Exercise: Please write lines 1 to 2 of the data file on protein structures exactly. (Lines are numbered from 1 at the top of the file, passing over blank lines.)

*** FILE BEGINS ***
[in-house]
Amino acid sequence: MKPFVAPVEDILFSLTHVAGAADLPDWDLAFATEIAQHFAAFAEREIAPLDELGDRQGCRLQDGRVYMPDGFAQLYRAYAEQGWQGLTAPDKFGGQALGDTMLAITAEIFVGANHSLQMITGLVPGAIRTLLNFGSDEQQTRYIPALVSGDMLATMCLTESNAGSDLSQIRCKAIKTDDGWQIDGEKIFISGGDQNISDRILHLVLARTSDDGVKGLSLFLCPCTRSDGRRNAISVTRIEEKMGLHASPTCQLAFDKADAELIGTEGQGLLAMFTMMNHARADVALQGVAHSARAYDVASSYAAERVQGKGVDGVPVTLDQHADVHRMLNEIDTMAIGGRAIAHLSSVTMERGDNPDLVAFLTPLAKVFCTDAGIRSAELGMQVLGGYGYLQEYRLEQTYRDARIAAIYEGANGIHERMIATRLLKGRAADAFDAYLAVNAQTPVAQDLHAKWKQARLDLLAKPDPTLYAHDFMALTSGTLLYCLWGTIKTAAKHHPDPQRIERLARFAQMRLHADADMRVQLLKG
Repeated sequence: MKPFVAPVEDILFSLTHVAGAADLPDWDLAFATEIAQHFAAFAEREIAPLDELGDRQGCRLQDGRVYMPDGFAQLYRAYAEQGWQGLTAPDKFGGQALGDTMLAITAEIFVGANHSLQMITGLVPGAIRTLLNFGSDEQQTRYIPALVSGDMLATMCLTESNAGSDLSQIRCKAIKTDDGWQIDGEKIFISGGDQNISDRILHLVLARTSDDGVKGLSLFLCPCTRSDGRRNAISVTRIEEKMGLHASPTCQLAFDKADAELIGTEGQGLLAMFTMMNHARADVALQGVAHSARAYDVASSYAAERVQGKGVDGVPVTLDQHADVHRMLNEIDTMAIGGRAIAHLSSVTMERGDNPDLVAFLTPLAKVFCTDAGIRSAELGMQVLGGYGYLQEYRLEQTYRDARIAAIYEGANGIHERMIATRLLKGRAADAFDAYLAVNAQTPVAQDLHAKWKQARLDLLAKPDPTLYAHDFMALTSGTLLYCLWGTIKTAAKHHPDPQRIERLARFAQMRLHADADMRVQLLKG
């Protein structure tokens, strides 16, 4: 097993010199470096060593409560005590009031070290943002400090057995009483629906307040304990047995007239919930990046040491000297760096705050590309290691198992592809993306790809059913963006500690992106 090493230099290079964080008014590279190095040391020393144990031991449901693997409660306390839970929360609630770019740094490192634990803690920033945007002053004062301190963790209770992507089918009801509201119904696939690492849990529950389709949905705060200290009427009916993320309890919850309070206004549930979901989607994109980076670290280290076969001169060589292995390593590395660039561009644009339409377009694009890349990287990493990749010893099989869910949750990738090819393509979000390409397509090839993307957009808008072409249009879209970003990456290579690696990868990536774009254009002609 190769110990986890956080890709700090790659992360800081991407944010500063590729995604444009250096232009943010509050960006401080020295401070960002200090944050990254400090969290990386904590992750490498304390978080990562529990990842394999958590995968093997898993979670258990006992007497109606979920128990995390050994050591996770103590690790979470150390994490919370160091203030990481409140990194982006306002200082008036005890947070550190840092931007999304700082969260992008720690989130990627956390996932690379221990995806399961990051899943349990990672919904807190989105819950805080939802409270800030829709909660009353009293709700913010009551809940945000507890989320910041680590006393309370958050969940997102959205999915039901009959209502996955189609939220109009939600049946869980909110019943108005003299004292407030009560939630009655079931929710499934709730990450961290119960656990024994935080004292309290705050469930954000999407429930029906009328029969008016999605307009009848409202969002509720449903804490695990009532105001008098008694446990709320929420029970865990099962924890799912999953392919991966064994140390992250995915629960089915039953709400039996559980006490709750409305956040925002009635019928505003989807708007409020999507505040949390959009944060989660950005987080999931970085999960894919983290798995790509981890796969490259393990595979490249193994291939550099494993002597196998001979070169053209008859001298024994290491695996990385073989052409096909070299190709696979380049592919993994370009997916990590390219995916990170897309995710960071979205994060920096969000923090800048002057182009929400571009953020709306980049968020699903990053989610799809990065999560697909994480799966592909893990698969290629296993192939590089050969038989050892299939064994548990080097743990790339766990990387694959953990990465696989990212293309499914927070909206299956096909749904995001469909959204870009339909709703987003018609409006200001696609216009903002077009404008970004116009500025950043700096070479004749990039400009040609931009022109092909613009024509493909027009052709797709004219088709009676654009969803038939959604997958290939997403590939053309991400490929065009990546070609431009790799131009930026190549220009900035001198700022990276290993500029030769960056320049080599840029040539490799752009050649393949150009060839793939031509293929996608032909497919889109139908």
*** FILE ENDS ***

[in-house]
Amino acid sequence: MKPFVAPVEDILFSLTHVAGAADLPDWDLAFATEIAQHFAAFAEREIAPLDELGDRQGCRLQDGRVYMPDGFAQLYRAYAEQGWQGLTAPDKFGGQALGDTMLAITAEIFVGANHSLQMITGLVPGAIRTLLNFGSDEQQTRYIPALVSGDMLATMCLTESNAGSDLSQIRCKAIKTDDGWQIDGEKIFISGGDQNISDRILHLVLARTSDDGVKGLSLFLCPCTRSDGRRNAISVTRIEEKMGLHASPTCQLAFDKADAELIGTEGQGLLAMFTMMNHARADVALQGVAHSARAYDVASSYAAERVQGKGVDGVPVTLDQHADVHRMLNEIDTMAIGGRAIAHLSSVTMERGDNPDLVAFLTPLAKVFCTDAGIRSAELGMQVLGGYGYLQEYRLEQTYRDARIAAIYEGANGIHERMIATRLLKGRAADAFDAYLAVNAQTPVAQDLHAKWKQARLDLLAKPDPTLYAHDFMALTSGTLLYCLWGTIKTAAKHHPDPQRIERLARFAQMRLHADADMRVQLLKG